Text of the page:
Aung San Suu Kyi welcomed to Dublin

Aung San Suu Kyi Image copyright AFP

The Burmese pro-democracy campaigner, Aung San Suu Kyi, has arrived in Dublin from Norway for a six hour visit.

She was met at the airport by the Tanaiste (deputy prime minister) and Foreign Affairs Minister Eamon Gilmore.

He said he was honoured and delighted to give her the Irish cead mile failte (hundred thousand welcomes).

"Ms Suu Kyi is enormously admired in this country and her visit here is something which we have long hoped to see," he said.

"I want to again pay tribute to those Irish human rights organisations and individuals who campaigned on her behalf and who helped highlight her struggle over so many years."

In Norway at the weekend she was given the Nobel Peace Prize which she was awarded in 1991 but could not collect because she was under house arrest at the time.

Ms Suu Kyi, who was also met at the airport by Burmese children carrying flowers, is meeting President Michael D Higgins at his home, Aras an Uchtarain in Dublin's Phoenix park, on Monday afternoon.

She will then go on to an event organised in her honour by Amnesty International at the Bord Gais theatre.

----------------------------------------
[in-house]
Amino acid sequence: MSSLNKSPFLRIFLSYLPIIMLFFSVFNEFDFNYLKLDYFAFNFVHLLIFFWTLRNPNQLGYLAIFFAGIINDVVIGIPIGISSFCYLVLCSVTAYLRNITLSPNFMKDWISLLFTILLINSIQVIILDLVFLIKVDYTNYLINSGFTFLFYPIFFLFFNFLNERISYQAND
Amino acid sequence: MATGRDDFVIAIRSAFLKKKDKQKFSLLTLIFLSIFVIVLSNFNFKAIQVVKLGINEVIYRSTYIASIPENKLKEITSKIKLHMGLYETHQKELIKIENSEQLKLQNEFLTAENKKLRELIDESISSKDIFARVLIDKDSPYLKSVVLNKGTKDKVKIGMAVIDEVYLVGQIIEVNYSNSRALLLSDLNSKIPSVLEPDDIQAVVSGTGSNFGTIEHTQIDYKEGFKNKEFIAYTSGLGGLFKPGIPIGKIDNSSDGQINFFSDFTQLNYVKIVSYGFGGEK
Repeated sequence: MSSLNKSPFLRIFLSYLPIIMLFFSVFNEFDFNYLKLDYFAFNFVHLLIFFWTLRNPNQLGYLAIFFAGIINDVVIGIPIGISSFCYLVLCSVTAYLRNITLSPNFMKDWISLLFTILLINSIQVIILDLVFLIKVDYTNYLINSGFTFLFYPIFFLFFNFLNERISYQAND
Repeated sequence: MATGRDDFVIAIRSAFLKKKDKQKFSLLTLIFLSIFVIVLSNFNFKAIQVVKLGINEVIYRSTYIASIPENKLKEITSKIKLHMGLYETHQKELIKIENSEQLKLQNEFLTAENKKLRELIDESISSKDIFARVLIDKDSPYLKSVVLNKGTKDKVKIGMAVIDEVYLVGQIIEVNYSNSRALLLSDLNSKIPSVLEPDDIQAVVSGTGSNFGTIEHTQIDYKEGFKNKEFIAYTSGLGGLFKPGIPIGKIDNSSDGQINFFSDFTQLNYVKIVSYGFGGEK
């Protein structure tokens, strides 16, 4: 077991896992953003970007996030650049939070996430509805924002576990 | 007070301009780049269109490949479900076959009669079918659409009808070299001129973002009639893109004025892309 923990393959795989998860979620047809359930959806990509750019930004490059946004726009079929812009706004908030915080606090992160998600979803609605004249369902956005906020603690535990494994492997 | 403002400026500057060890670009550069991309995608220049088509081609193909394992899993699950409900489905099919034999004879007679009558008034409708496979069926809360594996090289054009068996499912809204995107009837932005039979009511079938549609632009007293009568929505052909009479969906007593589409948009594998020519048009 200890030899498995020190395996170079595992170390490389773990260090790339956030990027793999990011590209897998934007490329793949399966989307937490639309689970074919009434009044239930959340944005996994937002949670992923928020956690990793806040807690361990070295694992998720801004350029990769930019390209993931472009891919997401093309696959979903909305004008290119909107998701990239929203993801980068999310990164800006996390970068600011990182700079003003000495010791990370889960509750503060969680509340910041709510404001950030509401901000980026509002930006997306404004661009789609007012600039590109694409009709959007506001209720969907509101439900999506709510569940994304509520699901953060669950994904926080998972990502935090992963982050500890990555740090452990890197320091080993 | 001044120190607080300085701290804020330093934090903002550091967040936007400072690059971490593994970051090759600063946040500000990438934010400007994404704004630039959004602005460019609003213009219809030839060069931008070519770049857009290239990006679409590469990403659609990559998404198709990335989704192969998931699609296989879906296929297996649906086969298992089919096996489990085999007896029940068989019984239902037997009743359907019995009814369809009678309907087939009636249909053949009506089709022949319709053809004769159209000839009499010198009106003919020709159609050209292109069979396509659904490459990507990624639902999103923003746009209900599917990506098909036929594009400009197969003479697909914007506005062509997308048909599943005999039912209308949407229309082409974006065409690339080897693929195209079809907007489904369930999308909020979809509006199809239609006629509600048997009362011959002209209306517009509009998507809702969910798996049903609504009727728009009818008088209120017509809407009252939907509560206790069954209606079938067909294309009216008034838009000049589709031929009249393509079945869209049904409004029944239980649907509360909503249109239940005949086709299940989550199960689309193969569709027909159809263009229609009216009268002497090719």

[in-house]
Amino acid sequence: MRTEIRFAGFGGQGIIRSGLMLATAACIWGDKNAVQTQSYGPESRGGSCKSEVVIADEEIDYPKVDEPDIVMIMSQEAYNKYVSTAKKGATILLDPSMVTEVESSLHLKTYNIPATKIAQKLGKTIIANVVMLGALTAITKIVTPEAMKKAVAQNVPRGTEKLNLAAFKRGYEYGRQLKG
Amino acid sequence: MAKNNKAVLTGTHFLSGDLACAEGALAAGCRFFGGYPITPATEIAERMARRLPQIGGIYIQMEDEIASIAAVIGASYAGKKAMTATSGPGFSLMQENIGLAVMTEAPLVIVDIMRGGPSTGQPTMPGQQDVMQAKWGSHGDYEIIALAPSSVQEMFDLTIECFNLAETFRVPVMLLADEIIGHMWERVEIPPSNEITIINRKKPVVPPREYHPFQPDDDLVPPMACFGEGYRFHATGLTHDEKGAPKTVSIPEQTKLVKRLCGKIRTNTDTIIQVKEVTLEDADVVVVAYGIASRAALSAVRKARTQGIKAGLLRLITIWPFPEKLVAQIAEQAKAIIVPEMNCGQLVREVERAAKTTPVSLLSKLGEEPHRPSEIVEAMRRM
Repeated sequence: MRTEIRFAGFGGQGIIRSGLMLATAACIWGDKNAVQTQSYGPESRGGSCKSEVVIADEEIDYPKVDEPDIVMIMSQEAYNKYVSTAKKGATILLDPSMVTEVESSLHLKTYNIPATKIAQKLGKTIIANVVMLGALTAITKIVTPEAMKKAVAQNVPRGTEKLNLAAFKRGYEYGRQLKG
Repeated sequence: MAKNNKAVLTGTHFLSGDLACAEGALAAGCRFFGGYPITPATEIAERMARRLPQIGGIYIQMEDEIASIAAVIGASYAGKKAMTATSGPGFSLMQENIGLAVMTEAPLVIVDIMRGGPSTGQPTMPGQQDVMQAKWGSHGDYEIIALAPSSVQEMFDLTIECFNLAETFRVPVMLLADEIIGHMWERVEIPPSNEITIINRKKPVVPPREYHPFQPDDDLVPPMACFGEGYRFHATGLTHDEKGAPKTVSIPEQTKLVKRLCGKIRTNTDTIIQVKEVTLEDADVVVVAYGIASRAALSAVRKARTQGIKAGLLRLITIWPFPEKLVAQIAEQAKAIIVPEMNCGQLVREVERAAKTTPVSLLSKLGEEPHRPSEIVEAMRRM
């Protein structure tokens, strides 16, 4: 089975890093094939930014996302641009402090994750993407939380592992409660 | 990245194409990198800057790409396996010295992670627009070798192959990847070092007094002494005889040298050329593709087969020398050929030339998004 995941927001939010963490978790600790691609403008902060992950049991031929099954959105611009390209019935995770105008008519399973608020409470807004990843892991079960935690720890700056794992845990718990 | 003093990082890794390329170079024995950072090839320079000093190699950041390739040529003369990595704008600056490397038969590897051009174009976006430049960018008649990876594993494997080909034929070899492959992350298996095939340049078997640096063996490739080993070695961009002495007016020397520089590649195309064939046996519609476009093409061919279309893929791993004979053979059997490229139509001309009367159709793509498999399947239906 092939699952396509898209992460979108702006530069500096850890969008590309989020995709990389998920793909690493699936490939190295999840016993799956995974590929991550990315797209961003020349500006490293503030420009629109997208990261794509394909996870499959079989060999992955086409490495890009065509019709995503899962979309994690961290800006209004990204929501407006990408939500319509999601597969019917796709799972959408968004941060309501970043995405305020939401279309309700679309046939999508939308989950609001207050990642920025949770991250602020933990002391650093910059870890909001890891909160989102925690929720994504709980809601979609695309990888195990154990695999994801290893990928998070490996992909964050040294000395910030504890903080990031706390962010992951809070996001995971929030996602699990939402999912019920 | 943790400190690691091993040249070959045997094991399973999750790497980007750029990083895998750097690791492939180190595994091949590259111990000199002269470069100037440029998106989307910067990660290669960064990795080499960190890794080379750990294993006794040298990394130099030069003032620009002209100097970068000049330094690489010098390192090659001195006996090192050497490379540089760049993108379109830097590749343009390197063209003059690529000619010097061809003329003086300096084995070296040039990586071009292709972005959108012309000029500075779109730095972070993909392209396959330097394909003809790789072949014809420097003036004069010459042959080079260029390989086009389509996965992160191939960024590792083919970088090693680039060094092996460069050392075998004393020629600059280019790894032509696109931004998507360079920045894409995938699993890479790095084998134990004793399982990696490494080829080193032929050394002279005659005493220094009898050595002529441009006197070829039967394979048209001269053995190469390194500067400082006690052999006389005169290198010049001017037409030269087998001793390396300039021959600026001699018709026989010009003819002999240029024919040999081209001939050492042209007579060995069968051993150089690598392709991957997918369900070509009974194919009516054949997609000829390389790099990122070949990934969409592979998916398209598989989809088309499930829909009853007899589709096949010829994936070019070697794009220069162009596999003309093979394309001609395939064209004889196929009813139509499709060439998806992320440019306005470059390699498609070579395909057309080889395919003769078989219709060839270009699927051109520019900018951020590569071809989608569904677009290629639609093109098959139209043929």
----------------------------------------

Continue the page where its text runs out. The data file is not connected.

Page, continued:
Rock stars Bono and Bob Geldof will join her there where she will presented by the U2 singer with Amnesty's Ambassador of Conscience award.

Afterwards the pro-democracy campaigner will formally accept the Freedom of the City of Dublin, which she was awarded in 2000 but could not accept because of her 15 years of house arrest.

Burma's opposition leader has led a peaceful campaign against the country's military leadership for more than two decades.

It was only last month - two years after her release - that she felt confident she would be allowed to return to Burma, also known as Myanmar, if she travelled abroad.

This year, Ms Suu Kyi also led 42 other members of her National League for Democracy into the Burmese parliament.

She is due to leave Dublin on Monday night for a four-day visit to the UK, where she lived, studied and married before returning and launching her long campaign for democracy in her native Burma.

More on this story

Around the BBC